About Regina-Wascana

About Regina-Wascana


BWcwUw0S_400x400.jpgRegina-Wascana Electoral District Association
PO Box 40006 Grasslands PO, Regina, SK
S4W 0B0



Our Association is comprised of a diverse collection of ordinary hardworking Canadian citizens who believe in basic conservative principles and family values.

District Profile

Every 10 years, after the census is conducted, the number of electoral districts and their boundaries are revised to reflect population shifts and growth. Electoral boundaries commissions operate independently in each province to propose new boundaries, consult with Canadians and create the new electoral map for their province. The 2012 redistribution exercise came to an end on October 1, 2013, when the Governor in Council proclaimed the new representation order.

The new Regina-Wascana electoral district is only a small geographical fraction of its former self. As Regina City has grown significantly over the years, the electoral district has been reduced to primarily an urban riding only with an estimated population of 77,208.

The District was previously held by Larry Schneider (Progressive Conservative) from 1988 to 1993. It was renamed to "Wascana" and was created in 1996 from Regina-Qu'Appelle and Regina-Wascana ridings. It has been held by Liberal the Hon. Mr. Ralph Goodale, the current Minister of Public Safety, since its inception. The representation order of 2013 renamed the District to it's previous name of "Regina-Wascana".

   2016 Census Regina-Wascana Saskatchewan
Millennials 20-35 years 30% 27%
Gen X 35-54 years 32% 33%
Boomer 55-74 years 25% 28%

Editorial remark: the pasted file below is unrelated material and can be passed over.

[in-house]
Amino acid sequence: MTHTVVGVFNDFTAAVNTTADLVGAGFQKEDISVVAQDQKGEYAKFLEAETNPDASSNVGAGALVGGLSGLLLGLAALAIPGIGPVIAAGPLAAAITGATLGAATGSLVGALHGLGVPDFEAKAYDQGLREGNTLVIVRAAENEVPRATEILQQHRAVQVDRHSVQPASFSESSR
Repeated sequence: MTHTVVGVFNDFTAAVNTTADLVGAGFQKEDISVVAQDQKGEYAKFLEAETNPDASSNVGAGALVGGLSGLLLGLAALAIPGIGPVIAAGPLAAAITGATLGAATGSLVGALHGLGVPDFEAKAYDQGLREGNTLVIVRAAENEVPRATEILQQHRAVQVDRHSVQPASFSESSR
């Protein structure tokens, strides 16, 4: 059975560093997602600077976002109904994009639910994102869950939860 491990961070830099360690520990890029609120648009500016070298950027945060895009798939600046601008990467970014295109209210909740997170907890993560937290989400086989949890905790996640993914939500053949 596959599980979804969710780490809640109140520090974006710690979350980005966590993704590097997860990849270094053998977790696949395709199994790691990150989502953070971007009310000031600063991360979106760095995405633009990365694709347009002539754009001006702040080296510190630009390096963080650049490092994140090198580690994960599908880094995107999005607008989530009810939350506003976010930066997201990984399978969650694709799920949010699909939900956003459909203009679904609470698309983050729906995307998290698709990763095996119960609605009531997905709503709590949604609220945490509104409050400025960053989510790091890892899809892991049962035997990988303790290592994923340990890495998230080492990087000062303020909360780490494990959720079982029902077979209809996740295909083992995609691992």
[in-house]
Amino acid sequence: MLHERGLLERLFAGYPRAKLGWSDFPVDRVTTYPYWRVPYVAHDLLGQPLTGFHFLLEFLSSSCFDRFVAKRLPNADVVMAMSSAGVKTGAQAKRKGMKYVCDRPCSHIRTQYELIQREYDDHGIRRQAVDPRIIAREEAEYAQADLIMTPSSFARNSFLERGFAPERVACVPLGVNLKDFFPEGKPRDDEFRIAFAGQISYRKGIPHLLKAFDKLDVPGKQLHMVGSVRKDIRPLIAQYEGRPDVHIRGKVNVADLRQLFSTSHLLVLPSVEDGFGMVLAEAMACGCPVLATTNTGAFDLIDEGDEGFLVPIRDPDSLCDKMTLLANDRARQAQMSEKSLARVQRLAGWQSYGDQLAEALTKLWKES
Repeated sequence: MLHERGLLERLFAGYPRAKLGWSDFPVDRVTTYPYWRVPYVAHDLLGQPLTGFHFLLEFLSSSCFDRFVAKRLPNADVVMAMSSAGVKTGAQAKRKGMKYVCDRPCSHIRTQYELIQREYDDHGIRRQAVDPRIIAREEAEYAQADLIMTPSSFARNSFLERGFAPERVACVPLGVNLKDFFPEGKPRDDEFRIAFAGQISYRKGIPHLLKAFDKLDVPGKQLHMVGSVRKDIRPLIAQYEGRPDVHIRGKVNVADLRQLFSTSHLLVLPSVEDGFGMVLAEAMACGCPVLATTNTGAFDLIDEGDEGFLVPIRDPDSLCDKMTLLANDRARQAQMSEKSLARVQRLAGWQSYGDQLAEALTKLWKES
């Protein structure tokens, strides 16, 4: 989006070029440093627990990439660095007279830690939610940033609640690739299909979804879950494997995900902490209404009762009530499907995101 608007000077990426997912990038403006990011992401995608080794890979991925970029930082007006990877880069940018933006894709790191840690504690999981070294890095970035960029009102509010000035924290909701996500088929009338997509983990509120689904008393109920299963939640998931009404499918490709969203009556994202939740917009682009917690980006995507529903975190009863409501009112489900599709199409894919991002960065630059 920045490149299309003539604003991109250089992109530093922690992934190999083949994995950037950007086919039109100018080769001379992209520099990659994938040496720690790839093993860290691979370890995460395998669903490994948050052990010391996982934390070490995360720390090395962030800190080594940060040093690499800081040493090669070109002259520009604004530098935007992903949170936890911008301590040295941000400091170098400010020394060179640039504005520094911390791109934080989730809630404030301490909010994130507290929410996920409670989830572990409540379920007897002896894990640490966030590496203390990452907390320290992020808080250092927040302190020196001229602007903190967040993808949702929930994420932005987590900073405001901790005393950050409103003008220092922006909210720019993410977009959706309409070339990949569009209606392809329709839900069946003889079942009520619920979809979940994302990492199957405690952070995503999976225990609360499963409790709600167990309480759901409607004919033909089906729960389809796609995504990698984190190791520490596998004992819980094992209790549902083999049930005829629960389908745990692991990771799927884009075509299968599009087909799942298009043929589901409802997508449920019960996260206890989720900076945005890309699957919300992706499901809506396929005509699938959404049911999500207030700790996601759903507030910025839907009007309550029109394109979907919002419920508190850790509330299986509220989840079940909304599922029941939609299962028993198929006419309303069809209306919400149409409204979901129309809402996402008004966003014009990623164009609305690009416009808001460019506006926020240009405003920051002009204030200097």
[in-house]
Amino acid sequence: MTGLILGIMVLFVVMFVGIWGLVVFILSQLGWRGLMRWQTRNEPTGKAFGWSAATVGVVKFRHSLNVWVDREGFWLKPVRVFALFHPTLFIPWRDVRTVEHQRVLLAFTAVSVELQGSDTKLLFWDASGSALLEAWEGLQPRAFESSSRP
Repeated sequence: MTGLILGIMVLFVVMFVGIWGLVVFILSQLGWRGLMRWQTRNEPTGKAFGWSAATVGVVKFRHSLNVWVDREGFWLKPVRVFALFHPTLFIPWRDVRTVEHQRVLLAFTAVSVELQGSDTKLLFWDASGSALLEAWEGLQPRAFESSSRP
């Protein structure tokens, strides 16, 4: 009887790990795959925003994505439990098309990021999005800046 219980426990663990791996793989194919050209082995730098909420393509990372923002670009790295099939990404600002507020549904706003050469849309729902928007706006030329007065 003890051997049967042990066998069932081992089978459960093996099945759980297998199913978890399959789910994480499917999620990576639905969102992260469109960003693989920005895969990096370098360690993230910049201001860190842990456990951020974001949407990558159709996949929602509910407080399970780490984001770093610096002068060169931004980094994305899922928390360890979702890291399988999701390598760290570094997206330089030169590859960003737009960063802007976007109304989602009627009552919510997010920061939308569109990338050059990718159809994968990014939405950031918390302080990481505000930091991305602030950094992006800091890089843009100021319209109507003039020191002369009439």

Senior 75-100+ years 13% 13%
  Home Owners 62% 78%


 r-First_Nation_University.jpg    r-Wascana_Lake_Canada_Day.jpg 
First Nations University of Canada 



Canada Day Celebrations on Wascana Lake

Early History

The name "Wascana" is derived from the Cree words Oskana ka asateki meaning "the bones that are piled together" in reference to the enormous bison bone mound of spiritual significance beside Wascana Creek. It was believed that bison bones attracted bison which would always come in abundance to a large pile. The site, near the present day Saskatchewan Legislative Building, was used by Cree and Plains First Nations in order to corral plains bison and process the meat and fur. Métis and non-indigenous people also began using this site. The first Métis settlement at the site was called "Tas d'Os" in French or later "Pile O' Bones" in English.

In June 1882, the first European settlers set up camp near the present Wascana Creek.  Under the Dominion Lands Act, new homesteaders could claim 160 acres of land for just $10. The Pile O' Bones settlement grew quickly because the surrounding land was fertile and flat. With the introduction of agriculture, the bones piles across the prairies disappeared, ground into fertilizer.

The first residents lived in tents or small shacks, despite temperatures of -40° C in the winter and more than +40° C in the summer. There were no paved streets, sidewalks or roads. Cattle, horses and other livestock often wandered the streets. Despite the harsh winters and sun-baked summers, the small settlement grew into a town.